Other 4:00:00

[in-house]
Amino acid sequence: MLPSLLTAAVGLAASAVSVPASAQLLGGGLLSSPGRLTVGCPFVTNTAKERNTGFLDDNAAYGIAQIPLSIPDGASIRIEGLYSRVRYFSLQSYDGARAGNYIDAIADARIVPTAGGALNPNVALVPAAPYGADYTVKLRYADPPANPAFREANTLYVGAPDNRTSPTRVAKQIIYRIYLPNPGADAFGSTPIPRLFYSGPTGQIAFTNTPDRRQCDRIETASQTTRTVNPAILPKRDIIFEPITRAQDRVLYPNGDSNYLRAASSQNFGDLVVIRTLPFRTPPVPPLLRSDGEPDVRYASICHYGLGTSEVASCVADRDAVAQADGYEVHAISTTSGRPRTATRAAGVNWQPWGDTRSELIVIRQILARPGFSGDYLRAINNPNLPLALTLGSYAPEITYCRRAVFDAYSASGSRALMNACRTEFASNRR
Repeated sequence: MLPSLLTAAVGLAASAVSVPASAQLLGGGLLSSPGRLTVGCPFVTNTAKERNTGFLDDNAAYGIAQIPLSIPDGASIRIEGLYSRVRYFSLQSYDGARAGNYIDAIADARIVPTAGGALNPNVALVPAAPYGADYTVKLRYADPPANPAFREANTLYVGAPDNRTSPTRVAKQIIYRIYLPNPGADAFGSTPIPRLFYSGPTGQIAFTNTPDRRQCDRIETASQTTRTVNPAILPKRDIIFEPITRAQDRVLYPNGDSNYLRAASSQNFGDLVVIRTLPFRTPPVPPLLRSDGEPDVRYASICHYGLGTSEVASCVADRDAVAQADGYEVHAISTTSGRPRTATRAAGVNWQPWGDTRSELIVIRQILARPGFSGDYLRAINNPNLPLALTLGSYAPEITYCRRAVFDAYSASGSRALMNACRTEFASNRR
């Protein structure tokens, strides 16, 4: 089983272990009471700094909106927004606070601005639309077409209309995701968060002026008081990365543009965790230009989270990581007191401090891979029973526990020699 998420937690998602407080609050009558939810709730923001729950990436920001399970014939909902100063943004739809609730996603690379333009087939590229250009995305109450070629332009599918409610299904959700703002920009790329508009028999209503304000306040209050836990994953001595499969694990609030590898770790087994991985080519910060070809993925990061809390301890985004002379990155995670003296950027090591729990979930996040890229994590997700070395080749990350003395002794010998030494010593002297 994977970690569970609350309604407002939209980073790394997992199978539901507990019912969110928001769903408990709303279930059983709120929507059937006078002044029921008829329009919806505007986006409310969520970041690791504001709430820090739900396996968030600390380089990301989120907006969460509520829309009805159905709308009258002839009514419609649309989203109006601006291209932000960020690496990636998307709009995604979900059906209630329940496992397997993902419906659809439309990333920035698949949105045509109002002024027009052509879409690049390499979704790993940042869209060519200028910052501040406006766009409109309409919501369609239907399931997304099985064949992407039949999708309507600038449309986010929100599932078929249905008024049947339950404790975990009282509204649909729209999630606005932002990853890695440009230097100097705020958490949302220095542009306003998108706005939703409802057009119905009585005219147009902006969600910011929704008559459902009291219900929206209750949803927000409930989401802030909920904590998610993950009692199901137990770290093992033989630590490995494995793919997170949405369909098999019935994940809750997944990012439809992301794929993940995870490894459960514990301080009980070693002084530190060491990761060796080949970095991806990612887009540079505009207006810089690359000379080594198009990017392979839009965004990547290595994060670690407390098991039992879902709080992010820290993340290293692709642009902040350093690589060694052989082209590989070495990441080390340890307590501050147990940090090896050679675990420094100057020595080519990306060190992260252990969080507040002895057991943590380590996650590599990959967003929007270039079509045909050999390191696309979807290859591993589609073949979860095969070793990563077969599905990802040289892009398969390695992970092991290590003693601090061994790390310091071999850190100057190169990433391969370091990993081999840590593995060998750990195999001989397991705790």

On the theory that anything this tiring is training for something: The monster rain this week has caused havoc with bridge building activities. The trail is too wet to drive equipment on, and I've lost all the seed I planted, along with most of the topsoil, despite spreading about 30 bales of mulch hay. I got stuck with just one curb rail to put on the bridge, along with needing to backfill at the ends. I had been hauling my generator down in my mountain golf cart in order to power the drill for the 1/2" holes through 15" of white oak to install the bolts for the rail on the S side, but just had the N side rail lying there. Zack asked why I didn't just use a cordless drill, and I dismissed that by saying it wouldn't work, but it was bugging me, so I hauled the drill and various other supplies down in a wheelbarrow to try it out. Because the drill binds so much, I had developed a 4-pass approach to drilling a hole. First I put the curb on top of the spacer, which is loosely tacked to the decking with 16 penny nails. After marking my spots, I drill a 3/8" hole with a 7" long auger bit, because the 3/8" bit can be reversed and pulled back out to clear the debris, but the 1/2" bit is too aggressive and jams. Then I go back and drill in the same hole with a 7" long 1/2" bit, which still involves a lot of back and forth to get the debris out of the hole. Then I flip the rail off and there are pilot holes in the spacers. The pilot holes are deep enough that I am able to work the 1/2" bit to drill through the spacer (3") and most of the decking (6"). Finally I make a pass with an 18" long 1/2" bit to get through the bottom, put back the rail and I'm ready for the bolts. They are pretty challenging to get in. When Chris was helping me the other day, he was able to pound them in with a 3 lb hand hammer. I could only get through the top board like that, so I got the bolts started and then used an 8 lb sledge. Still pretty hard. Then the nuts and washers. Turns out the 18 v cordless drill works fine, except it took 4 battery charges to complete the drilling. Hence a lot of up and down to charge batteries (3 trips total, since one time I charged both batteries). Since it was raining and I never knew if it would start to pour, the wheelbarrow, bolts, hammers, etc. made each trip. In the course of this I observed a problem with the road on the far side of the bridge. This summer when I was starting to work on it, I made a hole in the beaver dam upstream of the bridge, and a trench from that hole around to the east of the bridge to dry things out. When Michael was building the road with the excavator, we never filled in the trench - just covered over the end of it. Now that it is raining so hard, the trench is getting a big runoff which is trying to eat through the road, and the water has to jump the trench to go under the bridge. Duh! Since I can't get the backhoe down there right now, hand measures have to be taken pronto. This involved schlepping the chainsaw down (on one of my wheelbarrow trips) and cutting up the trees that had been felled and dumped across the trench, then using a pick mattock to dig holes in the downstream side of the trench to give the water an escape route. Meanwhile, the high water has brought the beavers back into the equation. No telling what mischief they may have in store for me, including the possibility that they may want to use the roadway as the foundation for an extension of their dam. Stern measures need to be taken! Once I can get the backhoe down there I will need to fill in the trench, and I will also need to riprap the entire south side of the road. Finally, Tony showed up just as I was dragging up to the top of the hill with my wheelbarrow after lots of bridge work, chainsawing, channel digging, etc. So I had to take him down there to show him what was going on. Interesting how cold it was walking up hill without a wheelbarrow.